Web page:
What Workplace Trends Are You Thankful For?
With Thanksgiving just past, we’ve had time to think about what we’re grateful for, so I thought it was time to consider what you’re most happy about in your organization, and what needed changes are on your holiday wish list.
To get us started, here is a blog post by Alison Green, which I found on the US News & World Report Website. Green notes such blessings as the growing ability to telecommute, the increasing acceptance of flex time, the growing number of employers offering paid sick time, a shrinking gender pay gap, and more options for non-traditional career paths.
In my office, a window is a point of great happiness. Not to sound pathetic, but I’m in the best cubicle I’ve ever been in—a palace of a cubicle—much larger than all the surrounding cubicles and with my very own window. Do you think employers with small budgets have an opportunity to send messages (both positive and negative) to an employee based on the workstation they give that employee, even when it’s just a cubicle? I’ve been told I’m a prized employee, so maybe this corner cubicle (a low-rent counterpart of the coveted corner office) is a sign of how valued I am.
Once, at a past company, I witnessed a co-worker sent a disheartening message by a workstation reassignment. We were moving to a new floor in the building, and this former co-worker, who had been in a spacious office on the old floor, was moved into a compact cubicle on the new floor. A year later, or less, she was terminated.
In addition to my luxurious cubicle with a view, I’m also grateful for a casual corporate culture. In the media, we’re generally not paid well, but what we lack for in pay we make up in the ability to wear blue jeans to the office every day—or pink hair and neon tights. I regularly wear bohemian attire to the office, and I have a serious colleague who wore pink hair for a couple of months without raising an eyebrow. This is no small thing. I remember on a hot summer day meeting a friend who worked for a global financial institution. I was in something like a sundress with sandals, and she was in a blouse and pants with closed-toe shoes. I was surprised and asked her about the closed-toe shoes with stockings. She said she wasn’t allowed to wear open-toe shoes to the office. Imagine that! I was appalled—even if she did earn twice as much as me. The satisfaction of expressing yourself through your attire (being yourself) and being comfortable can’t be underestimated.
This next thing I’m grateful for is going to sound facetious, but it’s not—it’s very genuine. I’m extremely thankful that my boss, who has a wealth of terrible ideas, also has a terrible memory. About once every two months he comes up with an awful idea, and like a small child, all you have to do is nod your head and play along, and sometimes by the next day, he’s forgotten all about it. A disorganized, forgetful boss can be the greatest thing for a self-starter employee with her own ideas and ways of approaching work. It really lets you take the lead, and not only allows you, but requires you, to run with your own plans. Otherwise, nothing will get done.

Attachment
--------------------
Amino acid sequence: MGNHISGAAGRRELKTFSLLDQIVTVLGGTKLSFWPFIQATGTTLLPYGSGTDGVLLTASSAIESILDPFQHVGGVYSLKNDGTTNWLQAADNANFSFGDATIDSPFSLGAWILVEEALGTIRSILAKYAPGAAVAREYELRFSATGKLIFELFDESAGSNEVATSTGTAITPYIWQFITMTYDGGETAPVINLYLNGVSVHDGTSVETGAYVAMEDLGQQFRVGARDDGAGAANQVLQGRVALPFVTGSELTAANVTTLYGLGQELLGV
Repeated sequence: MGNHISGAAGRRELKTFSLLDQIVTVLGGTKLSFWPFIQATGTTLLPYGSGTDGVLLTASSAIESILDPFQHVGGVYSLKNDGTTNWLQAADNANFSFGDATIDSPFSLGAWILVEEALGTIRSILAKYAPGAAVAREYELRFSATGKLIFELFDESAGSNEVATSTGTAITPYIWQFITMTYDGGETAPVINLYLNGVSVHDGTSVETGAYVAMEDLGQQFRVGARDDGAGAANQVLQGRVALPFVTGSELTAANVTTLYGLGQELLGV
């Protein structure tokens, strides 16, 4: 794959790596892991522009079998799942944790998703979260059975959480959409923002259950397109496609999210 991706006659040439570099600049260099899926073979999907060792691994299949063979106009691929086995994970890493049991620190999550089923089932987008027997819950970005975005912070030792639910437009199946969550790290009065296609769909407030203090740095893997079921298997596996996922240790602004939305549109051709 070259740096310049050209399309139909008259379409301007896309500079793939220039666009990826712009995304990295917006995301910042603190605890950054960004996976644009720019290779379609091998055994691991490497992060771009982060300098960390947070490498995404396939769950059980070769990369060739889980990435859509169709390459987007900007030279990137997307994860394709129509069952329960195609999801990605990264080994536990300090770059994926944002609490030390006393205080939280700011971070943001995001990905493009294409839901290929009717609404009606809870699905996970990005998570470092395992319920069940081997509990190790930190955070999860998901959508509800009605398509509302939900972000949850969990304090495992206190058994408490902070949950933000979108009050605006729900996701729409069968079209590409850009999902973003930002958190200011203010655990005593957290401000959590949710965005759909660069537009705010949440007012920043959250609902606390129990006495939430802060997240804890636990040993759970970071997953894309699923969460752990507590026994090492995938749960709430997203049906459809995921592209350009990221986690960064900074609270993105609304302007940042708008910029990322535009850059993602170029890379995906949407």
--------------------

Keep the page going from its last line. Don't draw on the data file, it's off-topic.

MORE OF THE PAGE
Here’s a lesson to pass along to employees in development classes on becoming the self-starter the company says it wants all its employees to be: First, try to communicate effectively with your boss in person and via e-mail (so there’s a record that you tried), and then take the initiative and get it done on your own. It’s better to have a finished product that the boss then can ask you to improve upon or alter than an unmet deadline or incomplete project. It’s important to instill a corporate culture that places bosses as guides, but not as ultimate gurus. That way, when the boss is incapacitated, backed up with other duties, or just plain incompetent, the company knows the work still will get done.
The last thing I’m truly thankful for is the ability to walk to and from work, and to take a bonus walk at lunch. With sedentary office jobs the norm for most people at corporations, having an office in a safe neighborhood in an urban area with plenty of surrounding sidewalks is a huge plus, as is a company set inside a nice (not necessarily enormous) corporate park. When choosing a place to base your office, cost is a prime concern, but at the same time, the company should think about the benefits of certain locations versus others on employee health and state of mind—and the type of employees your location will attract. For instance, my office building (at least for now) is based in an artsy area of downtown New York City. It’s very expensive real estate, but the people who work in this building, and for my company, are probably much more innovative and fresh-thinking than employees based in other areas of the city, or out in the suburbs. Your location sometimes dictates the kind of employees who are willing and able to work for your company.
After thinking about all the things I’m grateful for, it’s apparent that the non-monetary perks actually count for something. The next time you can’t offer a department of hard-working employees a raise or other material luxuries, consider a more appealing corner of the office for them, a relaxed dress code, or a schedule flexible enough to allow them to stretch their open-toed shoes with an hour’s walk at lunch.
What are you thankful for about at your office? What do you think your employees are most thankful for? Would it be worth doing a quick e-mail survey to see what your employees are most grateful for? It might tell you something about your company’s strengths and weaknesses.